In the 1920s, 9-year-old Chiyo gets sold to a geisha house. There, she is forced into servitude, receiving nothing in return until the house's ruling hierarchy determines if she is of high enough quality to service the clientele -- men who visit and pay for conversation, dance and song. After rigorous years of training, Chiyo becomes Sayuri, a geisha of incredible beauty and influence. Life is good for Sayuri, but World War II is about to disrupt the peace.Written by
Japanese shaved ice is a dessert that is usually served during the summer. When the Chairman buys Chiyo a cherry-flavored shaved ice, it appears to be the cherry-blossom viewing season, where it would be unlikely that any street vendors would be selling this treat. See more »
[while little Chiyo is on the train to the hanamachi]
My mother always said my sister, Satsu was like wood. As rooted to the earth as a sakura tree... But she told me I was like water... Water can carve its way through stone. And when trapped, water makes a new path.
See more »
Going into the film, I had worries with all the slamming critics have given, even though I didn't read all of them in details. However, I'm happy to say it turns out to be one of more satisfying movie experiences of the year.
First I echo the sentiment that the film is simply technically perfect. The retro-mood it created had me immensed in the world of geisha from beginning to the end. It's very 1930 Shanghai like. The music score isn't as haunting as the one in CTHD, but it is still masterfully composed and fits in the background very well. It's worth seeing for the big screen experience alone. The story also never dragged, as each of the three parts flowed nicely. I normally don't like voice-over, but here it really held the movie together and helped to move the story along.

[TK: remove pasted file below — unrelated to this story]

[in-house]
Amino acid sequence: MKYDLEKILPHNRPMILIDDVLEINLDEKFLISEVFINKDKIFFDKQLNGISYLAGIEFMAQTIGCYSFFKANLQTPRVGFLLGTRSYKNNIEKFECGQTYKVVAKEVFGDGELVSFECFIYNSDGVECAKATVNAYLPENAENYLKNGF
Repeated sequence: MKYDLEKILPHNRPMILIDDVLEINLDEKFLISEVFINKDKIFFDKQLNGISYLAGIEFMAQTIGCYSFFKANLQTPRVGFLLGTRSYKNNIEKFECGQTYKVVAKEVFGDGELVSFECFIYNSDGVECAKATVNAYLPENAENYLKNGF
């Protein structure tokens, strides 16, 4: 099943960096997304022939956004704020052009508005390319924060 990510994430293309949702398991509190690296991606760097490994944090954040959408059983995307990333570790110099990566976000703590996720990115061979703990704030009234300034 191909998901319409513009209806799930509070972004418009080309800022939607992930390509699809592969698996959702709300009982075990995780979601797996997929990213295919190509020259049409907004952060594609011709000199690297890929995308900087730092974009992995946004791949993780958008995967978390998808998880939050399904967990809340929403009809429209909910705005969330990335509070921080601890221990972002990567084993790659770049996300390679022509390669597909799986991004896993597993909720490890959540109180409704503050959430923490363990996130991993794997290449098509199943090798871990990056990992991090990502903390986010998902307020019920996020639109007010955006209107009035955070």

As for the accents, the problem has definitely been exaggerated. I was expecting a lot of unpleasant broken English to be spoken, but they all sounded fine to good, not just from the most fluent Michelle Yeoh, but Ken Watanabe, Youki Kudoh (who plays Pumpkin) and other supporting casts. Gong Li had a few awkward lines at the beginning, and Ziyi had more and is the one who had to try the hardest, but both pulled off admirably and didn't hurt their performances in the process.
Talking about performances, I think almost all of them did well. It's much more of an ensemble piece, and I was especially impressed by the young Sayuri and Ken Watanabe.
The main problem I have is with character development. It is a Cinderella story at heart, but the good and evil are too clear-cut and lack dimension. I also want to see more ups and downs for the competition between Ziyi and Gong Li. Gong did all she could, but the script didn't allow her to be a worthy opponent. Except for some verbal back-and-forth between the two and a few dirty tricks from Gong, there was no reason to believe why she was the most famous geisha in Japan before Ziyi arrived.
In addition, the Mother character is over-the-top and didn't fit the emotional aspect the film quite well, although she did provide some comical moments. The big dance scene had excellent buildup, but the execution of the dance felt flat. It lasted only about 30 seconds, while doubling that and making it more mesmerizing would have made the whole middle act more effective.
These flaws didn't overshadow the fact that what was put on screen worked for me. Will I be willing to watch it again with friends? In a heartbeat. Will I recommend it to others? Definitely. With that in mind, I give the film an A-.
85 of 118 people found this review helpful.
Was this review helpful to you?
| Report this